How can you find the right balance? Start by releasing what keeps you tied to old patterns. Put them on the altar and let them go. Show up for the change you profess to want.

Sometimes we must sacrifice exactly what we most cherish. Our closely held beliefs. Our addictions. Things we think we cannot live without. Precisely what keeps us tethered to our old patterns.

But it isn’t easy. Even to let go of what seems obvious to release (your anxieties, your painful memories, your sadnesses). They’re entwined in your roots. Part of your identity. Become so much a part of you that you’ll need the knife to cut them out. You may fear the process will hurt, or that their absence will change you too much. Yes, ouch.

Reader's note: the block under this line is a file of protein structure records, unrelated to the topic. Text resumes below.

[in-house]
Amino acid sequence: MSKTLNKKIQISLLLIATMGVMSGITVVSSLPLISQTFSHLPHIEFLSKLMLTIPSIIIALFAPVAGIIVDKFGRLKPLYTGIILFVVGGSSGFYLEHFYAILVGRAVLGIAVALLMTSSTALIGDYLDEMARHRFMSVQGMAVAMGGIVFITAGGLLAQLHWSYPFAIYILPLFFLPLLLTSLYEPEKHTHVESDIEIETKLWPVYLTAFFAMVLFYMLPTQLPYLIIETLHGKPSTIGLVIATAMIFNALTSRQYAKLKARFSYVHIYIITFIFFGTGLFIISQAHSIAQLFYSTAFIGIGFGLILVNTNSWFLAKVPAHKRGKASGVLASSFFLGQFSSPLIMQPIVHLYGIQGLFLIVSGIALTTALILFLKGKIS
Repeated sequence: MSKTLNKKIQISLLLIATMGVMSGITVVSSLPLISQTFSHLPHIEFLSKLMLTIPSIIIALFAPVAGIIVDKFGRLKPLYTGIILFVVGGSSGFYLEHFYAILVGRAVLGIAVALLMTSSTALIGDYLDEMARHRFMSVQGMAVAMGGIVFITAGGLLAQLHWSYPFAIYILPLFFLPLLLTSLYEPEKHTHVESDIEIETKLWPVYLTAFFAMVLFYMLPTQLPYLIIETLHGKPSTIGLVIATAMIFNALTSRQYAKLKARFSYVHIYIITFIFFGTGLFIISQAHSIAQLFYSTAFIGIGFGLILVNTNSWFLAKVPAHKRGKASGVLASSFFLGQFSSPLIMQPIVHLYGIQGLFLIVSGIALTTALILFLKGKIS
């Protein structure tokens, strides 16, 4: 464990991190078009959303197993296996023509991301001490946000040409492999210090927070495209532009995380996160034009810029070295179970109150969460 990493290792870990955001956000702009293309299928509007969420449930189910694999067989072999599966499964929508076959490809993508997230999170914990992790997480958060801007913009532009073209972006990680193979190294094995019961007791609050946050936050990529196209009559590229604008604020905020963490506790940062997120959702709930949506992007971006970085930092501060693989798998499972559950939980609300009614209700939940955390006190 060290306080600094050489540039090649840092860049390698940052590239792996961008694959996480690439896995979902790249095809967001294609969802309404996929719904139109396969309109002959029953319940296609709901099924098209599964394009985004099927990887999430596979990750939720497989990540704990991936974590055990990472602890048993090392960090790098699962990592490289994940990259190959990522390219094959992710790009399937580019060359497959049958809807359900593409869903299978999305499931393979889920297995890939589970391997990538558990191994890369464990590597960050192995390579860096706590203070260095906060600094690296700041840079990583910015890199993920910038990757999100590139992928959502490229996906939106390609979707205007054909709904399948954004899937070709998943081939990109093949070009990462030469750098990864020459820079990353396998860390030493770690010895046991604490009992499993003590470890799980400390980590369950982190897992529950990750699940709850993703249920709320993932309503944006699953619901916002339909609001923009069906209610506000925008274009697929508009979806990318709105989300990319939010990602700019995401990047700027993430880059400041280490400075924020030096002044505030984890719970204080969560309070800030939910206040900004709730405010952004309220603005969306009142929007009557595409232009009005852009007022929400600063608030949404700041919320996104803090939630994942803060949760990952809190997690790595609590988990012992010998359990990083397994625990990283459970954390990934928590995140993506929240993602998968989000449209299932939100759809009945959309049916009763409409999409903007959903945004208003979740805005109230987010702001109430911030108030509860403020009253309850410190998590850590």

But what if you could put anything that holds you back on an altar, and poof have it gone? Like an angel appearing. Your problems solved.

In earth reality it doesn’t happen so simply. Our lives are a complex symphony of surrender and control. Showing up, doing, hoping, and praying in a busy, awkward, uncertain dance. All in the hope that a wise and useful answer will become clear.

This week, think about the hardest sacrifice you could make in the service of your goals. Open every receptor you have. Listen to what you’re told. Then ask yourself how you can be fully present to follow through.

Second Chances: TorahCycle Noach

Noach 2013There’s a great health prayer that gives gratitude for body parts appropriately open and flowing or closed and contained. It’s really about sufficiency and balance, the harmony of a smoothly functioning system. Excess or blockage can create chaos, as we’re told happened after creation, with generalized self-serving corruption.

Some excesses, large or small, are a source of joy. Falling in love. A beautiful day. Sublime music. A clean house and a good book. Heading out for an adventure.